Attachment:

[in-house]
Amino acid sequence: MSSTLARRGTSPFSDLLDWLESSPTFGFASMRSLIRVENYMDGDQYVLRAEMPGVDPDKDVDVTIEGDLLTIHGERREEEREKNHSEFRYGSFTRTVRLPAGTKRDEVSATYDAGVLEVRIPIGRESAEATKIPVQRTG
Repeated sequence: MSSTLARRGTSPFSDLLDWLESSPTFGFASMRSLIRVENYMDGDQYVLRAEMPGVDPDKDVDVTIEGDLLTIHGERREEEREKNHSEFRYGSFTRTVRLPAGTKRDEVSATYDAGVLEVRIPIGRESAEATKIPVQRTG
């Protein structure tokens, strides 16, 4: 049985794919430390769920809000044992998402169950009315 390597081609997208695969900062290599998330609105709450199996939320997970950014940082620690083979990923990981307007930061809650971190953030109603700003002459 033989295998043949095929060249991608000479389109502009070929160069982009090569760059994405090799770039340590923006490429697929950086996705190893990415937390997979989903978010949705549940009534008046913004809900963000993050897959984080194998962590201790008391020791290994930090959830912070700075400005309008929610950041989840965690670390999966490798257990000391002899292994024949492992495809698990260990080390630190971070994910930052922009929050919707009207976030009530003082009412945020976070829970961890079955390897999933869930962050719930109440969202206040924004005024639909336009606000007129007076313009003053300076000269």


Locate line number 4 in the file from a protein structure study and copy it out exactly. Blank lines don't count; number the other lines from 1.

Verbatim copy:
């Protein structure tokens, strides 16, 4: 049985794919430390769920809000044992998402169950009315 390597081609997208695969900062290599998330609105709450199996939320997970950014940082620690083979990923990981307007930061809650971190953030109603700003002459 033989295998043949095929060249991608000479389109502009070929160069982009090569760059994405090799770039340590923006490429697929950086996705190893990415937390997979989903978010949705549940009534008046913004809900963000993050897959984080194998962590201790008391020791290994930090959830912070700075400005309008929610950041989840965690670390999966490798257990000391002899292994024949492992495809698990260990080390630190971070994910930052922009929050919707009207976030009530003082009412945020976070829970961890079955390897999933869930962050719930109440969202206040924004005024639909336009606000007129007076313009003053300076000269």